We’re on the (cot­ton) ball when it comes to

Warwickshire Telegraph - - FRONT PAGE -

HE world of kids’ car seats is pretty un­fath­omable. There are so many types, de­signs and styles, it’s hard to know where to start. Then there was all that con­fu­sion over new rul­ings last year, which didn’t ac­tu­ally change any­thing for par­ents, but we all thought we’d never be al­lowed to use a booster again.

With the eclec­tic ar­ray now on the mar­ket, we can choose car seats that can be used from birth to teen, or opt for a dif­fer­ent seat per age stage (baby, tod­dler and child).

If you’re still con­fused, here’s some ex­pert ad­vice... “BY LAW, chil­dren must be in a car seat un­til they are 135cm tall or 12 years old – which­ever comes first.

From 22kg (around the age of four), chil­dren can be moved to a booster seat used with an adult seat belt,” says Bri­tax Romer’s car seat safety ex­pert, Mark Ben­nett.

“It is vi­tal that par­ents ad­here to these rules no mat­ter how short the car jour­ney, as it’s the only way to en­sure chil­dren are safe in the

event of a col­li­sion.”

While booster cush­ions have not been banned com­pletely, most com­pa­nies who sell car seats urge par­ents to use a high-back booster seat in­stead, which of­fers much more pro­tec­tion from the side wings and head sup­port.

Amiad Ra­viv, from Sim­ple Par­ent­ing, the brand be­hind the Doona car seat, adds: “All car seats used in the UK must meet the rel­e­vant Euro­pean reg­u­la­tion – ECE R44 or R129, in ad­di­tion to meet­ing lo­cal reg­u­la­tions, such as en­hanced fire-re­tar­dant re­quire­ments. New­born ba­bies must travel in rear-fac­ing car seats, while older chil­dren can travel in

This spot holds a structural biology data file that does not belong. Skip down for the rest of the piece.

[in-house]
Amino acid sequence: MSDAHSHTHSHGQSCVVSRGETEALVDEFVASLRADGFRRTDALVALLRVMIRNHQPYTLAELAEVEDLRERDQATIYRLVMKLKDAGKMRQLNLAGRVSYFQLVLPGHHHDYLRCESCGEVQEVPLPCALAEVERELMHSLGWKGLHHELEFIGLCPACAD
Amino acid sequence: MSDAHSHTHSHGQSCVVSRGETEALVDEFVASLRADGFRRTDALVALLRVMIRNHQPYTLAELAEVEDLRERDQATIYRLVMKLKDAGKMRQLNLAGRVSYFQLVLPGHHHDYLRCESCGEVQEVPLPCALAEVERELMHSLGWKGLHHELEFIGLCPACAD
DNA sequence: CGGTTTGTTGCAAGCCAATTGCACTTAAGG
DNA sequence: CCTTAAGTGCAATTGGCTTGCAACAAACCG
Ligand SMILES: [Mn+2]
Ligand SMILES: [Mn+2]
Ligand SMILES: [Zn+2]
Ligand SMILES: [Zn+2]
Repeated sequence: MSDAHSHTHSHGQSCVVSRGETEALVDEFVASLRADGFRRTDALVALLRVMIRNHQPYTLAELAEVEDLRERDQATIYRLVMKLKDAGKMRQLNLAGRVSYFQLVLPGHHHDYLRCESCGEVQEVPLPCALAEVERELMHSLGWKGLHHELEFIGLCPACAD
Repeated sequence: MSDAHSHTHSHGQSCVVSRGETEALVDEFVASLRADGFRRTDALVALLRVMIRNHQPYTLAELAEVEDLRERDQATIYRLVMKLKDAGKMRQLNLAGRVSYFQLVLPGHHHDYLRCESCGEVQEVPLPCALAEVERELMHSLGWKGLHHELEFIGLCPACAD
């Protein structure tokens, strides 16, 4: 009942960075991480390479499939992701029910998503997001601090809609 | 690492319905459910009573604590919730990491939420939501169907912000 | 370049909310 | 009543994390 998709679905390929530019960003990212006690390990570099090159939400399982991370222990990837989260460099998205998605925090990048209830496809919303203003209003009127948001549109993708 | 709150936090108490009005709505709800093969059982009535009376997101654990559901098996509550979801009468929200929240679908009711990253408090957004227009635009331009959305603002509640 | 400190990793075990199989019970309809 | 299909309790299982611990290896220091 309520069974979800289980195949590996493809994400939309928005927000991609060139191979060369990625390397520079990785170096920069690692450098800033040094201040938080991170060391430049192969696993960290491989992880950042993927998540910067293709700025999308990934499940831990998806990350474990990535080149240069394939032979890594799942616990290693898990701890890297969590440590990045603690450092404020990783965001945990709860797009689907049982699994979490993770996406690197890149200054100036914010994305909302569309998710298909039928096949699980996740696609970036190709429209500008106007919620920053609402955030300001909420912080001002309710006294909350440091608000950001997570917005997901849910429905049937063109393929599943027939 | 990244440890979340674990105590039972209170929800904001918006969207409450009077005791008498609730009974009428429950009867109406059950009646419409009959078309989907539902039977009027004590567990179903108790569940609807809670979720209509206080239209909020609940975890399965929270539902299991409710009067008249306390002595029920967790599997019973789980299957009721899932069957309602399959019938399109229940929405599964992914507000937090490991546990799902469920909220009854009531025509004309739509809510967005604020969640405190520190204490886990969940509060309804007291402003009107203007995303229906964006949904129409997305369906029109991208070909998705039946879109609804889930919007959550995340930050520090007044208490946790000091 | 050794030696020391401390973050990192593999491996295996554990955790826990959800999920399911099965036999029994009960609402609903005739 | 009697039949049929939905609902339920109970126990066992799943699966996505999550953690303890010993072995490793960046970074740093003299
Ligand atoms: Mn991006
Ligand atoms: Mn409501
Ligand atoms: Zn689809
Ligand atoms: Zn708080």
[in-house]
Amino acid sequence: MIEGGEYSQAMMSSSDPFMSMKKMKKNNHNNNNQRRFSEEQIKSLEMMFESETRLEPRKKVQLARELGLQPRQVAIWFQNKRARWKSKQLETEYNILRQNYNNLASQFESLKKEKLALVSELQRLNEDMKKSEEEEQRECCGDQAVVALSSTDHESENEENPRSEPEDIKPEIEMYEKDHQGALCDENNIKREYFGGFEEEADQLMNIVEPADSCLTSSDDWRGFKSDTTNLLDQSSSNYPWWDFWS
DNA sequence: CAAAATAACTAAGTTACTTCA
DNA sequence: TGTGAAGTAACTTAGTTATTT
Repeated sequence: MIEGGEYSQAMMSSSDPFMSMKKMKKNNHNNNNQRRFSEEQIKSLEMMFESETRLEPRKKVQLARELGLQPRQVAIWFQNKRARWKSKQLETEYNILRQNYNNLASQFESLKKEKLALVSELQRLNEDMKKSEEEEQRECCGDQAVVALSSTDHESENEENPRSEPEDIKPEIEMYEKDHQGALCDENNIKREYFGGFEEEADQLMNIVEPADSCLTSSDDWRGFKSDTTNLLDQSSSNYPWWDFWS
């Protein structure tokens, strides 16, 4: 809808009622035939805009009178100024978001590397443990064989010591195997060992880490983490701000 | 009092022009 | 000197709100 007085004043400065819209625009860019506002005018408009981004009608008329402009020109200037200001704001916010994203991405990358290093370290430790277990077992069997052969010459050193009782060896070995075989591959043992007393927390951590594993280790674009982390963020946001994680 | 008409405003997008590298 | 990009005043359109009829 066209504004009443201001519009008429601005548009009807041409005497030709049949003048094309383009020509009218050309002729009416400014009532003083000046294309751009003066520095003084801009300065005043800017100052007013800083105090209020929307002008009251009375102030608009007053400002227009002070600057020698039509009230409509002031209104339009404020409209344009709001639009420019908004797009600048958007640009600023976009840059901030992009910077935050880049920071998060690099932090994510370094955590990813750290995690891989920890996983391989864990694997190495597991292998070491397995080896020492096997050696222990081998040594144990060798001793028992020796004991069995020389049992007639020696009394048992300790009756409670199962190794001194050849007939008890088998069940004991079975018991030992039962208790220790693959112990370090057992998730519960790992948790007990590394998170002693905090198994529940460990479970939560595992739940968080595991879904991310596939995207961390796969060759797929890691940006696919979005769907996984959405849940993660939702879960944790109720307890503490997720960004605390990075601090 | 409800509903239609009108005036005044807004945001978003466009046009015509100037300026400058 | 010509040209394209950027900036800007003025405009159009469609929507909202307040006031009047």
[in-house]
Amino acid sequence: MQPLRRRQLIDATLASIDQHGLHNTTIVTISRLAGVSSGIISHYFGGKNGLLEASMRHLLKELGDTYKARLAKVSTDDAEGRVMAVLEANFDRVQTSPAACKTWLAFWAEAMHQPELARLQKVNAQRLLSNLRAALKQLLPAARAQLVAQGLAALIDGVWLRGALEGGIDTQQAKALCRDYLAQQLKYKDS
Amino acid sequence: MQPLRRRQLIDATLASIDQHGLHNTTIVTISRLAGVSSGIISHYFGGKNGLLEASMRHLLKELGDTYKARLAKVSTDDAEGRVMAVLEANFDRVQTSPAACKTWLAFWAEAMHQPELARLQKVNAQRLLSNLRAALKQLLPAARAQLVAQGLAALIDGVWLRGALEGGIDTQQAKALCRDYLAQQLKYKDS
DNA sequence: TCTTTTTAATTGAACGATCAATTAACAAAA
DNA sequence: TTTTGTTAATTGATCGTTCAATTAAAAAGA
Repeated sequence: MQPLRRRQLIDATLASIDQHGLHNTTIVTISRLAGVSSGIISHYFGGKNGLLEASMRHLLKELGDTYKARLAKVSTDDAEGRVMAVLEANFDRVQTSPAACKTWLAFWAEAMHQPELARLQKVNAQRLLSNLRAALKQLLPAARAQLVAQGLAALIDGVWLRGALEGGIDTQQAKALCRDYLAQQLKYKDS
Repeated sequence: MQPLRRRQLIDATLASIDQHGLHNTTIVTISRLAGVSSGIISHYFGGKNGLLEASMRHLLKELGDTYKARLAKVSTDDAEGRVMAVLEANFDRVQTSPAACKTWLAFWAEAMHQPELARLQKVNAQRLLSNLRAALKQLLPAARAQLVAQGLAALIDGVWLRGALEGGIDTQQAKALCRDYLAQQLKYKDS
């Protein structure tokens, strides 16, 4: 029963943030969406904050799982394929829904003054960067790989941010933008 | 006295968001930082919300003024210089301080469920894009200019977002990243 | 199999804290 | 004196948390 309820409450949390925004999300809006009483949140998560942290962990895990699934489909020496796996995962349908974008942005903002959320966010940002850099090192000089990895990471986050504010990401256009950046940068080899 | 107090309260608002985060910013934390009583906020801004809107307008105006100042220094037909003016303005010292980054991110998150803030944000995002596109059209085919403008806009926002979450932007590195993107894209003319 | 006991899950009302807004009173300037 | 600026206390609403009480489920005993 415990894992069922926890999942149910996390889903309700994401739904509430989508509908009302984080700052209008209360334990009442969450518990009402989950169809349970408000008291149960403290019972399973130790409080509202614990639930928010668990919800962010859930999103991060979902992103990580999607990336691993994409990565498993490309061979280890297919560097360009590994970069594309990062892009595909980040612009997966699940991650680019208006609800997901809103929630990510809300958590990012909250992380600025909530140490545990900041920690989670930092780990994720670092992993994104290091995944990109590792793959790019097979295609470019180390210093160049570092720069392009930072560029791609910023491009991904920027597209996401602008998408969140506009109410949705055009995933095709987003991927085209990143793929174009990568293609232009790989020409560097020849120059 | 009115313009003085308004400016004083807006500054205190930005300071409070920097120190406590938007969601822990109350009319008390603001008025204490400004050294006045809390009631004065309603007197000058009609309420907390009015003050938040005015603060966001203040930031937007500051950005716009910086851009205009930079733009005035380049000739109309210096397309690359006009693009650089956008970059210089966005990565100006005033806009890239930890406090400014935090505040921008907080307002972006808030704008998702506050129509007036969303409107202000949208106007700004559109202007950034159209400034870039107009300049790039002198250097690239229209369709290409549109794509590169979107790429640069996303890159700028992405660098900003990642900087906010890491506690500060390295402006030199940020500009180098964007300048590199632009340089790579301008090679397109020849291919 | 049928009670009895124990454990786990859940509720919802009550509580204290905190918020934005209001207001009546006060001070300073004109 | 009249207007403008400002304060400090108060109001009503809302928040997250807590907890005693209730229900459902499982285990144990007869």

front-fac­ing va­ri­eties.” WHEN you first buy a car seat, the weight is im­por­tant, be­cause par­ents spend a lot of time car­ry­ing new­borns to and from the car – and some are re­ally heavy.

How­ever, there are lots of other as­pects to think about, too.

“It’s not just your child’s age that you have to con­sider when choos­ing a car seat; you should think about their weight and height, as well as the best fit for your car,” notes Hal­fords’ child car seat ex­pert, Emily Moul­der.

“Also think about whether your child will be mak­ing long or short jour­neys, and if you’ll need to trans­fer the seat from one car to an­other. Com­fort is a fac­tor too, so bring your child with you when choos­ing, to try the car seat out in store.”

“Some­thing which is cru­cially im­por­tant but of­ten over­looked, is the car seat be­ing prop­erly in­stalled,” says Amiad. “Re­search shows that around 80% of par­ents do not in­stall car seats prop­erly, and even the best seats on the mar­ket are much less ef­fec­tive when not in­stalled cor­rectly.”

It’s a good idea to go into a shop to get savvy on in­stal­la­tion. You can also check videos on the brands’ web­sites and YouTube.

Amiad also ad­vises opt­ing for seats with ad­di­tional safety de­signs, such as anti-re­bound pro­tec­tion, en­hanced side-im­pact pro­tec­tion and a five-point har­ness (vs three-point). IN THE­ORY, you can now buy one car seat that will take you all the way from leav­ing the hos­pi­tal with a new­born, to age 12 (though do check the man­u­fac­turer’s guide­lines, as some should be re­placed af­ter six or seven years).

Fi­nan­cially, it makes a lot of sense to make a seat last for as long as pos­si­ble, be­cause they aren’t es­pe­cially cheap.

How­ever, when you think about this prac­ti­cally, and en­vis­age how many times a baby might be sick in a car seat, how much mud a tod­dler might in­grain into the fabric, how many times the vel­cro from tiny shoes will get caught on the base, and the num­ber of sticky-fin­ger swipes it’s go­ing to face, you might feel hap­pier getting rid of an older model to re­place it with a lovely, new, clean one

when you need to.

Newspapers in English

Newspapers from UK

© PressReader. All rights reserved.